Airports are failing to meet the needs of disabled passengers a year after EU regulations designed to protect passengers with reduced mobility came into force.
The claim, made by the charity Leonard Cheshire Disability (LCD), was made ahead of a Civil Aviation Authority (CAA) report on the effectiveness of the Persons with Restricted Mobility (PRM) regulations, which is due for publication in September.
The EU is also committed to reviewing the directive next year, the CAA said.
Under the regulations, responsibility for providing assistance to disabled people from arrival at the airport to check-in through departure and boarding passed from individual airlines to airports.
According to LCD the airports are falling short. Senior campaigns officer Katie Turner said: “There’s been a lot of monitoring of the regulations since they came into force to see how effective they have been. We have done some ourselves by, for example, lobbying airports.
“The feedback has been varied, but unfortunately, a lot of the feedback, said the experience was not good and, in some cases, even worse than before the airports took on the responsibility.”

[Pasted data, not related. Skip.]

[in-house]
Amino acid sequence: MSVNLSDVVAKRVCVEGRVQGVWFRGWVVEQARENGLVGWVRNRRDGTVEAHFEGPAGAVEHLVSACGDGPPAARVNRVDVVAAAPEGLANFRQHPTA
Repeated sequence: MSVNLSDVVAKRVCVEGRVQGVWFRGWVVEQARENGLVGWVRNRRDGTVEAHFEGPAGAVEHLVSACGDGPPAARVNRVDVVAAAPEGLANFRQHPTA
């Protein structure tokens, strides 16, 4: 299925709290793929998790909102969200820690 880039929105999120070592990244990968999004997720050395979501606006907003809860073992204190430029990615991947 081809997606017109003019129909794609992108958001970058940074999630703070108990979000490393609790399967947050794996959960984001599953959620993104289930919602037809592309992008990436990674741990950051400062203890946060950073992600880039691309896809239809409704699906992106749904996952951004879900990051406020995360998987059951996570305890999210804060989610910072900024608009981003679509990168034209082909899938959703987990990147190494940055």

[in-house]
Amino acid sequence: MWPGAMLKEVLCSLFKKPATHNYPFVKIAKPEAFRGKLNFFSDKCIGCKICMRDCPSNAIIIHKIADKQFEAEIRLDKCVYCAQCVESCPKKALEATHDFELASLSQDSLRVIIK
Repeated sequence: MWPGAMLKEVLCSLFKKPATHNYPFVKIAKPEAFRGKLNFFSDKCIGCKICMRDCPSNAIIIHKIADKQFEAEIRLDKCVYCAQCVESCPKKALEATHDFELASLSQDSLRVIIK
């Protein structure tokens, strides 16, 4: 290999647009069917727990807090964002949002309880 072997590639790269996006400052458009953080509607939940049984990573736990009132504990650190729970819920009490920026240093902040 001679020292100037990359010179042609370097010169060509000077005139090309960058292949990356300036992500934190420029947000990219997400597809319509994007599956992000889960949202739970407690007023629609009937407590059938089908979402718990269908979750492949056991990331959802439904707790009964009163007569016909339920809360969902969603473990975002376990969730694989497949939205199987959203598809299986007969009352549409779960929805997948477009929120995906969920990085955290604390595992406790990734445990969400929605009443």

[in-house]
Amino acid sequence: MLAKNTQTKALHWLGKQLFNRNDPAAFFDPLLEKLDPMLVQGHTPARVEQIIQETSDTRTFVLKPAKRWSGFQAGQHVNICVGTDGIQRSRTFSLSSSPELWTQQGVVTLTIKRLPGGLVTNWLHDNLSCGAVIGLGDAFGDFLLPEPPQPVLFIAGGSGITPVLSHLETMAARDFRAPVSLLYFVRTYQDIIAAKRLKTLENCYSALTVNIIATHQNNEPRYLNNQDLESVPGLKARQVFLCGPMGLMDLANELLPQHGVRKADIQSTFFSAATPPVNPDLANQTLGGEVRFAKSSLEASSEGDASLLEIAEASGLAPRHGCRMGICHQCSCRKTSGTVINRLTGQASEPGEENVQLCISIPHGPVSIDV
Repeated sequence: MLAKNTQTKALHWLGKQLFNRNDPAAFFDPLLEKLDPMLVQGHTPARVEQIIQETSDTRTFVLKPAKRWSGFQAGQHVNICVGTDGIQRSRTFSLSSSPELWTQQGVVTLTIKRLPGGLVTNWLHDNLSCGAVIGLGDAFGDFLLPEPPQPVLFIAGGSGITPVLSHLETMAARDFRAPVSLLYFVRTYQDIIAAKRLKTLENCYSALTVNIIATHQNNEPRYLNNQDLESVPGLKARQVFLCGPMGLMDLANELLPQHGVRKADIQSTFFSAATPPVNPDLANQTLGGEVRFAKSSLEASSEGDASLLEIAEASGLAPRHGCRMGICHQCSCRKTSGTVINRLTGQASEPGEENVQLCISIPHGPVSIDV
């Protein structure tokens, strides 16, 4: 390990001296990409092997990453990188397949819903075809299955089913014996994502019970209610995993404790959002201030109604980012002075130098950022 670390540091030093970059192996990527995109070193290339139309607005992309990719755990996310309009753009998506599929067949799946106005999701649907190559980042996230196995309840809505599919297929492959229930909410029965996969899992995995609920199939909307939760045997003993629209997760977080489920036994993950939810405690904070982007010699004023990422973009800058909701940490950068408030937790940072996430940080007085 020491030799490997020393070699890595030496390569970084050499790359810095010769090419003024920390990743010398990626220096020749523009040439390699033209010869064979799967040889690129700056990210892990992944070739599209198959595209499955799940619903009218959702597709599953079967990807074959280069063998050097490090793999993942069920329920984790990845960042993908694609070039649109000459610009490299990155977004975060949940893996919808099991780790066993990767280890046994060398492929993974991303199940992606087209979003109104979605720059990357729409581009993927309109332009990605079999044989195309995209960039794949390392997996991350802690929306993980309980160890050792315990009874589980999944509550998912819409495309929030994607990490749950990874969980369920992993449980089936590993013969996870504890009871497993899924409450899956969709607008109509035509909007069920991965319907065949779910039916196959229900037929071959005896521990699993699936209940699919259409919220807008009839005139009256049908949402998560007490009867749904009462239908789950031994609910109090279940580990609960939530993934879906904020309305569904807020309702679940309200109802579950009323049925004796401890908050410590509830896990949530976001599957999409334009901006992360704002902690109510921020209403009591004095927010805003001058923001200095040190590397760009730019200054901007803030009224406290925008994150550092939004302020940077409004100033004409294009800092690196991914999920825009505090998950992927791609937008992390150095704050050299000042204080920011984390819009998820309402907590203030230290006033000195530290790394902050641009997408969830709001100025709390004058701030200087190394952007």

Traveleyes director Amar Latif, who run a specialist agency and operator, said his customers – who are visually impaired or accompanying someone who is – had not witnessed any improvements.
“The are still putting blind people in wheelchairs even though they are able to walk. If they object they are told ‘we can’t take you’.
“As far as people complaining about their treatment, I don’t think they know about the process.”
But ABTA manager trade relations Susan Parsons reiterated the need for PRM customers to make both the travel agent – and airline if booking direct – aware of their needs.
“The big issue is consumer awareness,” said Parsons. “Some operators and agents deal with people with disabled people all the time and have serving PRMs down to a fine art.
“The problem is people can be pretty proud so trying to get information from them at point of sale is a big issue. They may not want to admit they have mobility problems or the PRM may not be present when the booking is made.
“A good way to put it is to ask, ‘can you walk around the supermarket without assistance?'”.
ABTA offers detailed suggestions on how members can help ensure customers pre-notify the airline.
Parsons added: “We have a checklist on the website that includes a number of things to make sure the agent is asking the right questions. It is up to the agent to ask those questions, but it is also up to the passenger to let the agent know.”
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